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      E2 Table - The Classic

      The E2 design comes from Adam Wieland, and is derived from Egon Eiermann's original design from 1953. Production takes place in Germany.

        Inexpensive     Delivered quickly     Made in Germany

      Classic design, flexible use

      Over time, the E2 has become established as the standard table for architects, artists, and designers. A simple but well thought-out tubular steel construction, with a loosely laid-out table top, forms a stable and long-lasting working table. With suitable accessories, cables and PCs can be neatly mounted, the table height can be changed depending on the need, or it could be turned into a drafting table with an inclined tabletop with ease.

      Our classic…

      ... as a working or dining table: The standard height of 72 cm is recommended, along with an adjustment using the height adjusters, if necessary. If the table is only used from one side, an offset-mounted crossbar should be chosen for extra legroom. For dining and meeting tables, we recommend the centrally mounted crossbar.

      ... as a drafting table: For use as a drafting table with a sloping table top, the relatively low, original height of 66 cm is suitable. This height ensures that the rear, higher part of the table top is easy to reach. Height adjusters allow for a variety of inclined positions.

      For older and younger children

      A growing children's desk for young and old. The table heights range from 52 cm for kids around the age of 6, to the standard height of 72 cm for teenagers and adults. The height adjusters are fastened with safety screws and provided with large suction cups, so nothing slips. The staggered crossbars ensure legroom. On a matching tabletop, measuring 68 x 120 cm, two children have space next to each other.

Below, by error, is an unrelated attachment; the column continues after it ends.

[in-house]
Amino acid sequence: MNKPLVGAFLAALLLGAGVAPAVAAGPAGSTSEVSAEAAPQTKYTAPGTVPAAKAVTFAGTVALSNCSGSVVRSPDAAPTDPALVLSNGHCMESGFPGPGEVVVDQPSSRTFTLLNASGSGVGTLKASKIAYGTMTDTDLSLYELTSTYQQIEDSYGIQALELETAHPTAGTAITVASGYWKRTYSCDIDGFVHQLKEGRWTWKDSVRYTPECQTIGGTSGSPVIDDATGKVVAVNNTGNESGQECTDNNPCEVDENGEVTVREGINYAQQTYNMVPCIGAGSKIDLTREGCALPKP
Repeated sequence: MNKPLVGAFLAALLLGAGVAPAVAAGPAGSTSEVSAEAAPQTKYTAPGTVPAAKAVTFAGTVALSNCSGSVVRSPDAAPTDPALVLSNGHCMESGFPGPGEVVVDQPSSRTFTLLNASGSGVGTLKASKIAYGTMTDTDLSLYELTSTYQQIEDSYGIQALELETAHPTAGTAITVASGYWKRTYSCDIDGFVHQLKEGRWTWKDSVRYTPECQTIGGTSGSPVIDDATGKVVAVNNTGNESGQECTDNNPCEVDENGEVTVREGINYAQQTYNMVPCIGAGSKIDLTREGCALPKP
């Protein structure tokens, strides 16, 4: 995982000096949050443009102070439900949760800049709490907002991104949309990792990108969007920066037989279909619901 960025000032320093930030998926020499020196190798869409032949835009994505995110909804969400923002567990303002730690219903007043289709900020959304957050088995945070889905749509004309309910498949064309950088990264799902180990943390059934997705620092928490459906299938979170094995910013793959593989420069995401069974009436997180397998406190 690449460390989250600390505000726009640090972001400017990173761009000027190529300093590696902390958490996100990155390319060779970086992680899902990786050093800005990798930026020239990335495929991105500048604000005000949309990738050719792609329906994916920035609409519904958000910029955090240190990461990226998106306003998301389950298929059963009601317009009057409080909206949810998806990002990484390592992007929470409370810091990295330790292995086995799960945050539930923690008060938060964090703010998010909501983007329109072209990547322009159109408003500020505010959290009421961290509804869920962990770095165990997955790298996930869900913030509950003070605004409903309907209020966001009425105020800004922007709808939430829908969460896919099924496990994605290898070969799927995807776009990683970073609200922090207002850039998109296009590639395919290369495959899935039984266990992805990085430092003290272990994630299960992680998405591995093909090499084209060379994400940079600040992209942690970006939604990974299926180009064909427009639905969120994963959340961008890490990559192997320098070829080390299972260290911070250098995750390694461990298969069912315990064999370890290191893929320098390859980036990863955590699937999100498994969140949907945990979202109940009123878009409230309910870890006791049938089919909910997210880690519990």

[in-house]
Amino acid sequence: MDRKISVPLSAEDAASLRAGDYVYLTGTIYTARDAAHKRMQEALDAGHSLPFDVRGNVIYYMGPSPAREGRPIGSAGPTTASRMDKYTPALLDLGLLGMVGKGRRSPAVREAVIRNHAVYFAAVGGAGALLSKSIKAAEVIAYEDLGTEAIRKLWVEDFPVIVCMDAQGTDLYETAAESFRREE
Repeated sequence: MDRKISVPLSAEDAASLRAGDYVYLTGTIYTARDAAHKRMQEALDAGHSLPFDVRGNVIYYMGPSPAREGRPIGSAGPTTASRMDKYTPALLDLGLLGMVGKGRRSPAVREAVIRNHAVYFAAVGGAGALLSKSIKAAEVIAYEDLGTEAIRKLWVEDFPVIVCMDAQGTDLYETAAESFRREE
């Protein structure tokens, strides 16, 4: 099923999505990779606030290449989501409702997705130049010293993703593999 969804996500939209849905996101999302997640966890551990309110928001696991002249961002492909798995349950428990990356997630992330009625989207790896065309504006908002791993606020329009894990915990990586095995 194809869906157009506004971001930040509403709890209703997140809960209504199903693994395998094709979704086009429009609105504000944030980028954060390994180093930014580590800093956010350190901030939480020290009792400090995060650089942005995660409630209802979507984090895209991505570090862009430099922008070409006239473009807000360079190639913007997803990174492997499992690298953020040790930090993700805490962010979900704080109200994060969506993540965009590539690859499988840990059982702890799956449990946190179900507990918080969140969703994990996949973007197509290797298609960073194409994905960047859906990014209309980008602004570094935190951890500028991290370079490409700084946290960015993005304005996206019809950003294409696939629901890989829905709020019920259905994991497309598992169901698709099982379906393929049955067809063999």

The only thing missing is: Accessories for the E2

      A table evolves - The history of the E2

      1953 Egon Eiermann designs a metal table frame for use in art education rooms in schools and architectural offices. These were then manufactured by the company Max Meier as well as at the Karlsruhe Technical University. The frame consists of two side pieces joined to one another by cross bars that are permanently welded into place to form a bend-proof table frame. A basic wooden panel that is simply lain on top of the joined side pieces serves as the working substrate.

      1965: Klaus Brunner, an assistant of Egon Eiermann, was inspired through his need to pick up and move to the city of Freiburg to come up with a transportable version of the table frame. Adam Wieland, who was the director of the metal workshop at the Karlsruhe TU since beginning in 1963, then made additional changes to Egon Eiermann´s table frame by making the diagonally arranged cross struts sit in a more upright position and made them so that they could be removed (not welded). Thus was the E2 born. A few days later, Egon Eiermann checked out the new design and was enthusiastic about it! In that same year, Adam Wieland began producing the table frames which eventually over the next 45 years became established as the standard table for architects and designers.

      1995: While the welded version of the Egon Eiermann table frame disappeared from the marketplace in the 1980s, the popularity of Adam Wieland´s E2 version continued to grow. For many of his admirers the E2 became known as the "Eiermanntisch" (Eiermann table). During these years, a furniture dealer acquired the rights for the term "Egon Eiermann" and the corresponding products. He then made modifications to the original 1953 table frame and brought his version to market. It, too, could be dismantled and included tube diameters measured in metric units as well as various accessories like height adjusters and a cable duct, all of which had already been developed by Adam Wieland. Because Adam Wieland´s contribution of having made the table frame disassemblable was found to be an independent and significant advancement of the original, the production and marketing rights remained with him despite the fact that the rights to the name "Eiermann" had been sold in 1995.

      2009: the product name "E2" was created and registered with the German Patent Office as a trademark.

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